The Executive Board of the International Monetary Fund (IMF) today completed the eighth review of Turkey’s economic performance under the Stand-By Arrangement. The decision will enable Turkey to draw an amount equivalent to SDR 454 million (about US$661 million) from the IMF immediately, bringing total disbursements to an amount equivalent to SDR 11.9 billion (US$17 billion) under the arrangement.
With this decision, the Executive Board also granted Turkey’s request to waive the non-observance of an end-April performance criterion in regard to a small deviation from the target for base money.
Turkey’s Stand-By Arrangement was approved on February 4, 2002 (see Press Release No. 02/7) for a total amount of SDR 12.8 billion (about US$19 billion).
Following the Executive Board discussion, Rodrigo de Rato, Managing Director and Chair, said:
“Turkey’s economic performance continues to be impressive. Growth has been sustained and rapid, and is likely to exceed this year’s 5 percent target. Inflation has been lowered dramatically to single digits and the 12 percent end-year target is clearly achievable. The government’s record of strict fiscal discipline, including taking remedial actions where necessary, has been instrumental to this success. Together with the Central Bank of Turkey’s commendable conduct of monetary policy, fiscal discipline has contributed to the success in reducing inflation and laid the basis for strong and sustained growth.
“The immediate macroeconomic challenge is to avoid a widening current account deficit. So far the financing of the deficit has not been a problem. Indeed, the central bank has been able to build reserves during the first half of the year. The authorities’ recent steps to curtail consumer lending and reduce consumer spending, together with rebounding tourism revenues, should help stabilize the current account deficit. However, strict fiscal discipline and saving any budget overperformance, at least until the risks to the current account have been clarified, will remain key to maintaining the success of the authorities’ macroeconomic program.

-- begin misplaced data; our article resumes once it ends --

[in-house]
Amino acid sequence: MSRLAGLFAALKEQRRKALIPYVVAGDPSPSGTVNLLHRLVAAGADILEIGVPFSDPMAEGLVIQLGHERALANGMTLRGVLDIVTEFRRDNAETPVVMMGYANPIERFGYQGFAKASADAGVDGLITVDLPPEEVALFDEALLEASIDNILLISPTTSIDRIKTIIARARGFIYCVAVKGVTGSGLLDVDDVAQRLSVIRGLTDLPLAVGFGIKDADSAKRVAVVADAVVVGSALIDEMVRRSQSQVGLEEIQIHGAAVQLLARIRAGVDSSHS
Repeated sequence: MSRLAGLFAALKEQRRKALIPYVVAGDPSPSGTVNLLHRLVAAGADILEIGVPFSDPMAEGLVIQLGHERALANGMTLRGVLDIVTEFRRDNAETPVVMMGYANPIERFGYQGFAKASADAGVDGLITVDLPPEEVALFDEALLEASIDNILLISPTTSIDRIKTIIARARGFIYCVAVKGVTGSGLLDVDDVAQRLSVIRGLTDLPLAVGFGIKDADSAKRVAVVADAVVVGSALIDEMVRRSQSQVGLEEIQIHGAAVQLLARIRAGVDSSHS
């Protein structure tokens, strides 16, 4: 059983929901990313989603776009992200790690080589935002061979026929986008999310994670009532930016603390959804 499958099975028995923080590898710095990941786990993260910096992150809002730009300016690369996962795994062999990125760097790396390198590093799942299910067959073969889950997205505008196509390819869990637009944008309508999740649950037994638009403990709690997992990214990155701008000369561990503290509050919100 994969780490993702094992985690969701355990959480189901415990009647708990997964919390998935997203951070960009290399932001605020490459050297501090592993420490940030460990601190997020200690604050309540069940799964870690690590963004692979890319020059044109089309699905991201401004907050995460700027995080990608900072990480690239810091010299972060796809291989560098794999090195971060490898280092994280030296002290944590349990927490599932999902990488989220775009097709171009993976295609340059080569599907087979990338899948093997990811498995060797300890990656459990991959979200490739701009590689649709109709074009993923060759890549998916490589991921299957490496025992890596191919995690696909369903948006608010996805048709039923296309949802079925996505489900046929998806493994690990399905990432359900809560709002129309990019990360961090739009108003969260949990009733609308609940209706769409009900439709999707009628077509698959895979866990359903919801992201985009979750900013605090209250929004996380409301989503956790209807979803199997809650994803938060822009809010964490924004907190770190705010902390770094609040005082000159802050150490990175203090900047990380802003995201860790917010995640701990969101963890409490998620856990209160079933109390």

“The authorities’ structural reform agenda is critical for supporting their fiscal effort, sustaining strong economic growth, boosting job creation, and underpinning the success of the program. Notwithstanding some delays, the government’s efforts to improve tax administration and the social security system are especially important in this respect. The planned integration of Pamuk and Halk banks is welcome, as is the authorities’ announcement of their new strategy for the state banks, and the Savings Deposit Insurance Fund’s (SDIF) strengthened commitment to accelerating asset sales. Adoption of new banking legislation more closely in line with EU standards will also be a key landmark. Looking ahead, the authorities need to regain momentum in privatization and should implement policies needed to attract foreign direct investment, building on the March inaugural Investment Advisory Council.
“The Turkish authorities have maintained their strong record of program implementation. They have also demonstrated their commitment to ambitious structural reforms that will help underpin fiscal consolidation and debt sustainability. The result has been strong growth, low inflation, and steady reductions in the government debt ratio. These strong efforts deserve the continued support of the international community,” Mr. de Rato said.